According to the results of a study published in the New England Journal of Medicine, treatment of recurrent or advanced, non–squamous, non–small cell lung cancer with Avastin® (bevacizumab) and chemotherapy resulted in better survival than treatment with chemotherapy alone.
Lung cancer remains the leading cause of cancer-related deaths in the United States. Non–small cell lung cancer (NSCLC) is the most common type of lung cancer, comprising approximately 75–85% of all lung cancers. There are several different subtypes of NSCLC, including squamous carcinoma, adenocarcinoma, and large cell carcinoma.
Avastin is a drug that blocks a protein known as vascular endothelial growth factor (VEGF). VEGF stimulates the growth of new blood vessels.
Drugs that interfere with VEGF can slow or stop the growth of cancer cells. In addition, drugs that interfere with VEGF may improve the delivery of chemotherapy and radiation therapy to cancer cells by normalizing blood supply.
In order to determine whether the addition of Avastin to chemotherapy improves survival among patients with recurrent or advanced (Stage IIIB or IV) NSCLC, researchers conducted a clinical trial among 878 patients. Patients with squamous cell NSCLC were excluded from the study because of concern that they may be more susceptible to serious side effects from Avastin. Patients with brain metastases or bleeding from the lungs were also excluded.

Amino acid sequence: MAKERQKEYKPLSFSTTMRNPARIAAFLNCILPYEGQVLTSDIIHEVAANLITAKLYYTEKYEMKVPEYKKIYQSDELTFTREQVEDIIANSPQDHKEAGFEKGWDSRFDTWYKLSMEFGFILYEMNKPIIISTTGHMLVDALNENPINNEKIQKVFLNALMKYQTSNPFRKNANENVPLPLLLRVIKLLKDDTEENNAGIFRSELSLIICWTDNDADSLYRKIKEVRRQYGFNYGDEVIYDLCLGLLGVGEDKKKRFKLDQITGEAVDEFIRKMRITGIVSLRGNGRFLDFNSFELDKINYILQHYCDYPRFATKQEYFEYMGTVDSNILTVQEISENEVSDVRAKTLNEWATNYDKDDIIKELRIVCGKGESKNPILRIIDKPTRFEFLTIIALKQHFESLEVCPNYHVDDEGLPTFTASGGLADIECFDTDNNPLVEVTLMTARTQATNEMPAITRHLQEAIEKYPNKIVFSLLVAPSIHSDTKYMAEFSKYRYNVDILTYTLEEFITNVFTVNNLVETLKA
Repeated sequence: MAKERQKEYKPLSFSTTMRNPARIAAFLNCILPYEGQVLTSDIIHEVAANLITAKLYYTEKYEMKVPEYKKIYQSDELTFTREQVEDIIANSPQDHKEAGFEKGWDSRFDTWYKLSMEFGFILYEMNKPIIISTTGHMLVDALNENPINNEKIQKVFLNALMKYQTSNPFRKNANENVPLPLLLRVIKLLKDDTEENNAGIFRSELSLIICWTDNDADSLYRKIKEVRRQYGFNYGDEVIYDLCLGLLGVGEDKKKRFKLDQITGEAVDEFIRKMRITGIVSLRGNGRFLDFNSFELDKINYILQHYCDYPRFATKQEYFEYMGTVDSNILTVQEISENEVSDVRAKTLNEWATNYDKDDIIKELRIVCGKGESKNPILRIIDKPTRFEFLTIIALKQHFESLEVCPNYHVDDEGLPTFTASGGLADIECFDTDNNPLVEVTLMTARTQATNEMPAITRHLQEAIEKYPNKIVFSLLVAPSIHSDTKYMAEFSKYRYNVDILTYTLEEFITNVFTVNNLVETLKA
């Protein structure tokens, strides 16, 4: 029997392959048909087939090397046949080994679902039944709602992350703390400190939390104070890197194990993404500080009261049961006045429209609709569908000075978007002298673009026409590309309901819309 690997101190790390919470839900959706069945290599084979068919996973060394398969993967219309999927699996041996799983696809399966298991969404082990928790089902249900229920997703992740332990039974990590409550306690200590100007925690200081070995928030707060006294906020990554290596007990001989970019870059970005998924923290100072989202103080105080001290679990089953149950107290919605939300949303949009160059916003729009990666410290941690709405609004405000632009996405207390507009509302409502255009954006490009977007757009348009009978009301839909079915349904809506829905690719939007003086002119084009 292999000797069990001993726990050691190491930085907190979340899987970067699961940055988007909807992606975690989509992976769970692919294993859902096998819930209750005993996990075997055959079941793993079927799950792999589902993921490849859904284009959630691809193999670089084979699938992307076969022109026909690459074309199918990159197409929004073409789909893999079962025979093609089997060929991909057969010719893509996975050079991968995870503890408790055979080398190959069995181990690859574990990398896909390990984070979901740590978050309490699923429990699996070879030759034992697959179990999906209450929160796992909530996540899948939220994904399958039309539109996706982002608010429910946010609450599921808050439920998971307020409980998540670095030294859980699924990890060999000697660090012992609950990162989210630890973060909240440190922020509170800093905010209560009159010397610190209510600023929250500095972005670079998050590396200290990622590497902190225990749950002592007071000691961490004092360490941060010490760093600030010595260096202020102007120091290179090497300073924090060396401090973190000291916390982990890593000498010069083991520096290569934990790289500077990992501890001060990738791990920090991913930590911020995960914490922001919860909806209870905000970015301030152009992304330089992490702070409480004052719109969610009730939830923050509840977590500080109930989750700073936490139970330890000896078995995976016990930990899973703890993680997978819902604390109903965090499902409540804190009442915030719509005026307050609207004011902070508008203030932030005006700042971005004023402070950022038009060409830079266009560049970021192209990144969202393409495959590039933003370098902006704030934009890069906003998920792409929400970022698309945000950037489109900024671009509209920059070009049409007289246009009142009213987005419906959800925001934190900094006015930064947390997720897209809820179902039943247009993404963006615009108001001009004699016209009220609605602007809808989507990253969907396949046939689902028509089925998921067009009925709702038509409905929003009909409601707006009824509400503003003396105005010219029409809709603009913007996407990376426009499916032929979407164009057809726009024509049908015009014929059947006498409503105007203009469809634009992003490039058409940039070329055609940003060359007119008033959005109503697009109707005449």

Half the patients were treated with chemotherapy (paclitaxel and carboplatin) alone, and half were treated with chemotherapy plus Avastin.
- Overall survival was 12.3 months among patients treated with chemotherapy plus Avastin and 10.3 months among patients treated with chemotherapy alone.
- Survival without cancer progression was 6.2 months among patients treated with chemotherapy plus Avastin and 4.5 months among patients treated chemotherapy alone.
- A reduction in detectable cancer occurred in 35% of patients treated with chemotherapy plus Avastin, and 15% of patients treated with chemotherapy alone.
- Bleeding problems were more common in patients who received Avastin than in patients who did not receive Avastin (4.4% vs 0.7%), and there were 15 treatment-related deaths in the chemotherapy plus Avastin group.
The researchers conclude that among selected patients with recurrent or advanced NSCLC, the addition of Avastin to chemotherapy results in more adverse effects of treatment but better survival than chemotherapy alone.
Reference: Sandler A, Gray R, Perry MC et al. Paclitaxel-carboplatin Alone or with Bevacizumab for Non-small Cell Lung Cancer. New EnglandJournal of Medicine. 2006;355:2542-50.
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